|Submitted by Jason Spencer |
(Aug 10, 2004)
I choose books to read by sampling a bit of the language and dialog from chapter one to get a feel for the style and see if I can really make it through. Conqueror's Moon by Julian May left no doubt in my mind in far less than a page. Immediately, I read intelligent dialog, rich description, and could see characters with real yet distinct personalities. I bought it right away.
Set in essentially high fantasy, perhaps on the verge of renaissance, Conqueror's Moon quickly draws the reader into political intrigue with all the dressings. With a short introduction to the political history, the story begins to follow the ambitious plots of Conrig Wincantor, crown-prince of Cathra, in his attempt to unite the four kingdoms that share the island of Blenholme. Working against much of the established political machinery, Conrig has made a pact with the conjure princess Ullanoth of the northern kingdom of Moss. Yet the princess soon faces troubles of her own when her younger brother, Beynor, usurps her coming throne. Beynor uses his magic in league with Didion, the kingdom between Cathra and Moss, to thwart Conrig's efforts and fortify his own powerbase. Conrig must manage his family, his nobles, and his vassals to ensure his plans of sovereignty succeed in the face of uncertainty.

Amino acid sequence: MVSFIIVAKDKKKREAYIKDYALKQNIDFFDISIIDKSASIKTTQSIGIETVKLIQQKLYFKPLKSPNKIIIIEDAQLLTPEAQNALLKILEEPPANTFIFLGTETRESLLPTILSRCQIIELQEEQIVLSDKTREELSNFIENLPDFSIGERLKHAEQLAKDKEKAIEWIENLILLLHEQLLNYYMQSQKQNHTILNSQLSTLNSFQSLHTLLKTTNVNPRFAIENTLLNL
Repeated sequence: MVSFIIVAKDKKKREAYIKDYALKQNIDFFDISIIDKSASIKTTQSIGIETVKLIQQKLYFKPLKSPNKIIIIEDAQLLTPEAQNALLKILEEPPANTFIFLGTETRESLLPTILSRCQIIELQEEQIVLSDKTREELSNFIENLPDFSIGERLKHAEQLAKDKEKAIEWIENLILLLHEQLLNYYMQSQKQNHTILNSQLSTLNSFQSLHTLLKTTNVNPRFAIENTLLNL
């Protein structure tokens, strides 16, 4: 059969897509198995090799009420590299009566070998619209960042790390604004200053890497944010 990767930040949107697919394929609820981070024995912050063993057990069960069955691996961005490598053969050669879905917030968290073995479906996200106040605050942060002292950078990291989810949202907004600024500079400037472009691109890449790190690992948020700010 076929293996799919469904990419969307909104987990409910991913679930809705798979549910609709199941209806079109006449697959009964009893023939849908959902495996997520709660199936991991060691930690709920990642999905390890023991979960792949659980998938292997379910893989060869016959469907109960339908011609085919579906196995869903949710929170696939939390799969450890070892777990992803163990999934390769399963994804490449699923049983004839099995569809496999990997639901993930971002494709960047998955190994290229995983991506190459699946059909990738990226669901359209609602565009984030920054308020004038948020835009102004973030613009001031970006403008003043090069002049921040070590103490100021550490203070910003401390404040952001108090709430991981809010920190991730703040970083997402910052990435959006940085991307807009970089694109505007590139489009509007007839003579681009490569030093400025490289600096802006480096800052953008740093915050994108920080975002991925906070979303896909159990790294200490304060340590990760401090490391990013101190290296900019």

Luckily for Conrig, a magic stronger than that weilded by the clerical order of wizards, the Brothers of Zeth, is at his command. A "wild talent," or magicer that goes unnoticed in arcane respects, begins life in his stables as his footman. Much of the story follows this "Snudge" through his development as a young man into a working intelligencer for the prince, weilding increasing magical power. A refreshing and realistic bond of trust begins to grow between lord and subject, and Conrig comes to owe much of his success to the couragous Snudge.
Things become more involved as Conrig's father, the dying King of Cathra, is finally convinced to help with the efforts of sovereignty but must conquer his illness to be useful. Conrig's wife comes into play when she discovers the magical affair between her husband and Ullanoth and begins to plan for her own goals. Conspirators in his immediate circle of vassals vie for power, and yet through it all, his fathful Snudge and his brother Stergos allow him to continue with his plans.
The style of writing is refreshing and a joy to read. Without invoking Tolkien, May creates a rich world and yet doesn't overwhelm the reader with the requisite knowledge all at once, but rather slowly, and often as the characters absorb it, too. The magic system is subtly woven into the fabric of the setting, and seems in fine proportions for the story. Though perhaps not all aspects of this world of Blenholme are explored as completely as the reader might wish, what is there is well crafted. Though the plot has good structure and tension builds throughout, I did find some sub-plots simplistic and did not get as absorbed as I might have hoped. However, I was very happy with the ending, which did a good job wrapping this episode up yet left me anxious for more. With fantasy this good out there, I may give up my own novel.